Pro-Seam is available in a range of panel types, depths and widths to suit design requirements.
For design purposes, it is assumed that Pro-Seam panels are fully supported – whether by timber board or rigid insulation. Modern style SIPS panels with plywood facing provide a perfect sub-structure, with a breathable membrane included to control condensation.
The Pro-Seam concept is based on the tried and tested principle of longstrip roofing – thin metal panels laid onto a suitable deck, usually of timber, with panels seamed by hand over a separate clip system, which would be ‘rolled’ into the seam. The roof material might be lead, copper or zinc.
The use of modern high tensile materials such as steel and aluminium has allowed the development of stronger, more functional roof panels, increasing speed of installation on site, lowering costs but maintaining the appearance of more traditional standing seam roofs.
ProSeam - Snaplock panels are roll-formed from continuous strip coil to the required length. The system incorporates a separate clip which secures the leading edge of each panel during construction. This clip is nailed or screwed to the timber substrate. The overlap edge of the next panel simply snaps over the upstand so the clip is incorporated into the panel seam. The clip design permits thermal movement on longer roof slopes where expansion of the metal may be a design consideration. No additional mechanical seaming is required.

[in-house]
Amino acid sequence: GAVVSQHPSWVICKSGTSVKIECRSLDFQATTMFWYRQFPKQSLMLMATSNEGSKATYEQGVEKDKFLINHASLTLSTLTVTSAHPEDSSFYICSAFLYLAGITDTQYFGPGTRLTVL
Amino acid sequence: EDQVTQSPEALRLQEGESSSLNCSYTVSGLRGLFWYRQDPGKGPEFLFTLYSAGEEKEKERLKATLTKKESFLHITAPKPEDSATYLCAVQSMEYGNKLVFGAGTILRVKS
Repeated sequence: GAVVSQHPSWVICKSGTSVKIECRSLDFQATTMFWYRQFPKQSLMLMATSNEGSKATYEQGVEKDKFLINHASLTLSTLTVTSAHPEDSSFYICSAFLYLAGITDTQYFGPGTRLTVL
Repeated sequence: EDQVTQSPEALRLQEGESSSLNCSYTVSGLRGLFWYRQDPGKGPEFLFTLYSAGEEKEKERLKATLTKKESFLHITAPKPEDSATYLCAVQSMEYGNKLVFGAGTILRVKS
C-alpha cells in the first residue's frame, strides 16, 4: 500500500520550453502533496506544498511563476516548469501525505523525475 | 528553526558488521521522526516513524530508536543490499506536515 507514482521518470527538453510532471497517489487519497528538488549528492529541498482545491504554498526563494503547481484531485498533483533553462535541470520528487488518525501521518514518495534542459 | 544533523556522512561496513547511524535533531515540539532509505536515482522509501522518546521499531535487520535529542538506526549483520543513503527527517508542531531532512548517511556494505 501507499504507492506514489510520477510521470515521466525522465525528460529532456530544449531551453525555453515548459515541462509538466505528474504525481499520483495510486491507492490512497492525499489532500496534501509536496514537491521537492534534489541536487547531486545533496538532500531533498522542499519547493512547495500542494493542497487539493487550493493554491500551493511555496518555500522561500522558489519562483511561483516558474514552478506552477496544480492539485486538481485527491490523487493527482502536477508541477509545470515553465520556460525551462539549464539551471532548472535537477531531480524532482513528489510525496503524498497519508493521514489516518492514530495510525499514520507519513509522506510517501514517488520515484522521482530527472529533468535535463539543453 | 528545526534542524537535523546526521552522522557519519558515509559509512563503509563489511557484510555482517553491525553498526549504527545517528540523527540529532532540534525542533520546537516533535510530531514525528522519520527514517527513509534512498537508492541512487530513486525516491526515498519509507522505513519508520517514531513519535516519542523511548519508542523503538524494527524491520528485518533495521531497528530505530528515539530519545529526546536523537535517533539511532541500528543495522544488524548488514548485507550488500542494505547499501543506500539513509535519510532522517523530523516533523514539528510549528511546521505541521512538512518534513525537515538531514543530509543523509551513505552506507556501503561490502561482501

The Nailstrip panel is perhaps the simplest and most practical of the ProSeam range.
With no separate clip within the panel arrangement, individual panels are secured by means of nails or pan head screws. The leading edge of each panel is perforated to facilitate site fixing. The overlap or ‘female’ edge is then snapped over the male counterpart to secure each panel to its neighbour. No additional seaming or zipping of seams is necessary.
Manufactured in a very traditional way, albeit on state-of-the-art machinery, traditional panels are laid, fixed and seamed to form a double lock seam. This neat arrangement ensures a tight, secure seam detail and does permit the incorporation of more traditional ridge and verge details. The finished seam can either be angled or double lock-formed. An electric seaming tool is used to secure the main panel seams, while hand tools can still be used for more awkward or complex details.